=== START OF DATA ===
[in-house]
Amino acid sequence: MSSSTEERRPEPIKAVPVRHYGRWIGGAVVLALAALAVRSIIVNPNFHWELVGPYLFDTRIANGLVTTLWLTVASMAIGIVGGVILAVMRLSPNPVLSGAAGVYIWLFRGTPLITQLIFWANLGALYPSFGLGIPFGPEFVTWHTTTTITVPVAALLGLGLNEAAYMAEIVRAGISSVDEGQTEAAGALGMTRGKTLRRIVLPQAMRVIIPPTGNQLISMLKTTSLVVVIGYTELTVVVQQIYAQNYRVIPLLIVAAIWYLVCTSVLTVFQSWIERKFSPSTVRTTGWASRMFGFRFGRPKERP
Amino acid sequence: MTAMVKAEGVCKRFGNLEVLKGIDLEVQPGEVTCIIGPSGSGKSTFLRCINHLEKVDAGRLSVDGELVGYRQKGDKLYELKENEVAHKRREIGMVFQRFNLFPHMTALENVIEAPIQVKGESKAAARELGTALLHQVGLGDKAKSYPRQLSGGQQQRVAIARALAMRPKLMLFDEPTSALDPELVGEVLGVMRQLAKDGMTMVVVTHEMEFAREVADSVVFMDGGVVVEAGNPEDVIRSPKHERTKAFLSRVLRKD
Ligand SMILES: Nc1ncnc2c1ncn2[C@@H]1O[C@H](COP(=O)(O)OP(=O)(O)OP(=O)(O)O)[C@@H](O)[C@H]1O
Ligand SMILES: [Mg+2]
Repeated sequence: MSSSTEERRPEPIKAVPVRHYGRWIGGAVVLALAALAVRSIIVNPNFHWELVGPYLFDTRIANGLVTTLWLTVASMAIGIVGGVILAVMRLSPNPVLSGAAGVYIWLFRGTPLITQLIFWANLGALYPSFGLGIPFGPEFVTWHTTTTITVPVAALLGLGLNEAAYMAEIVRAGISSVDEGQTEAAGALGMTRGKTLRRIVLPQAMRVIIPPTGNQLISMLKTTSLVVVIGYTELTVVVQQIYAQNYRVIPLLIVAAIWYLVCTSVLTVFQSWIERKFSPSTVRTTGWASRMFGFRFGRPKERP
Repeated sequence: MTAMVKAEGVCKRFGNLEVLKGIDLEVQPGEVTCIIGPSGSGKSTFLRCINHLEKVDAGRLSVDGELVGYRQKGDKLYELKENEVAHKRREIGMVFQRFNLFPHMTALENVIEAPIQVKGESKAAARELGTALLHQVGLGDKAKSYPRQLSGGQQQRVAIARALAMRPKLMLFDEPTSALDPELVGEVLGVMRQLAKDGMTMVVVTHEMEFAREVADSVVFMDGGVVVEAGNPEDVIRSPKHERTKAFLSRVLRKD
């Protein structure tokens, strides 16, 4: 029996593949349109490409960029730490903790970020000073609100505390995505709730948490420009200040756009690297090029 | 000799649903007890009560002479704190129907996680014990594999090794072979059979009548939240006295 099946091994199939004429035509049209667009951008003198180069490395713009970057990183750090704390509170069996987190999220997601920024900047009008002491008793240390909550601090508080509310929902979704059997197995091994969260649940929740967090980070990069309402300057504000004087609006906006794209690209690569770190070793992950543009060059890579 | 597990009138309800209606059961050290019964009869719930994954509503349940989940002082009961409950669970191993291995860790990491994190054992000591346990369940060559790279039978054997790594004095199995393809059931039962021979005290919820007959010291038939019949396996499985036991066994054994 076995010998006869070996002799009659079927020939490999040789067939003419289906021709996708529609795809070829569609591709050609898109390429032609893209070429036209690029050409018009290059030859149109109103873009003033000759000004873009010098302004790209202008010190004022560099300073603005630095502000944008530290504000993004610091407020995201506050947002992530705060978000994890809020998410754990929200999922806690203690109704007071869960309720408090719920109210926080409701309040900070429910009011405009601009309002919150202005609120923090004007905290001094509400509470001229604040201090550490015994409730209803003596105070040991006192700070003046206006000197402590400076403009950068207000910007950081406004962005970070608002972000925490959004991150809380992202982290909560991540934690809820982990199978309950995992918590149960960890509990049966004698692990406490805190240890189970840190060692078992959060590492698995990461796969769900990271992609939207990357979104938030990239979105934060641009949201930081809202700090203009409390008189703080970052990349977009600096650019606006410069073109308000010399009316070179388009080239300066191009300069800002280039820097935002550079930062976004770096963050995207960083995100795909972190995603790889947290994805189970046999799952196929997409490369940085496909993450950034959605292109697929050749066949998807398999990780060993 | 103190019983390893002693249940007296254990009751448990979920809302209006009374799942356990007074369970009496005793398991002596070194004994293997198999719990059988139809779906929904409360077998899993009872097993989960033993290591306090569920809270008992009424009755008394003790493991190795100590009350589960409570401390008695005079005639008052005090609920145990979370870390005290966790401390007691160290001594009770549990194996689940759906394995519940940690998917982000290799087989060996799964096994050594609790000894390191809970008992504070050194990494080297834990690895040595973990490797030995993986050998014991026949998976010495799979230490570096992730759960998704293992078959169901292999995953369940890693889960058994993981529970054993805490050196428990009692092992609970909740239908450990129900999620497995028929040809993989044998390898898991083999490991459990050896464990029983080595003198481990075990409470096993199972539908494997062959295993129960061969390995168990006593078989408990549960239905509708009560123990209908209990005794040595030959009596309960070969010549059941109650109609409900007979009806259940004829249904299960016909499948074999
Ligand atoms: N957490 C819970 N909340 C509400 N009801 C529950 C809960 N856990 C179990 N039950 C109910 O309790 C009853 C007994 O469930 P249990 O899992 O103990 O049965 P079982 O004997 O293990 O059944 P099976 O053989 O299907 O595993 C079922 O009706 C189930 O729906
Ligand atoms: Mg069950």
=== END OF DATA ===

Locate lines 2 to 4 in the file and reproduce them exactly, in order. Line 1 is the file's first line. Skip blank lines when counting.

Amino acid sequence: MSSSTEERRPEPIKAVPVRHYGRWIGGAVVLALAALAVRSIIVNPNFHWELVGPYLFDTRIANGLVTTLWLTVASMAIGIVGGVILAVMRLSPNPVLSGAAGVYIWLFRGTPLITQLIFWANLGALYPSFGLGIPFGPEFVTWHTTTTITVPVAALLGLGLNEAAYMAEIVRAGISSVDEGQTEAAGALGMTRGKTLRRIVLPQAMRVIIPPTGNQLISMLKTTSLVVVIGYTELTVVVQQIYAQNYRVIPLLIVAAIWYLVCTSVLTVFQSWIERKFSPSTVRTTGWASRMFGFRFGRPKERP
Amino acid sequence: MTAMVKAEGVCKRFGNLEVLKGIDLEVQPGEVTCIIGPSGSGKSTFLRCINHLEKVDAGRLSVDGELVGYRQKGDKLYELKENEVAHKRREIGMVFQRFNLFPHMTALENVIEAPIQVKGESKAAARELGTALLHQVGLGDKAKSYPRQLSGGQQQRVAIARALAMRPKLMLFDEPTSALDPELVGEVLGVMRQLAKDGMTMVVVTHEMEFAREVADSVVFMDGGVVVEAGNPEDVIRSPKHERTKAFLSRVLRKD
Ligand SMILES: Nc1ncnc2c1ncn2[C@@H]1O[C@H](COP(=O)(O)OP(=O)(O)OP(=O)(O)O)[C@@H](O)[C@H]1O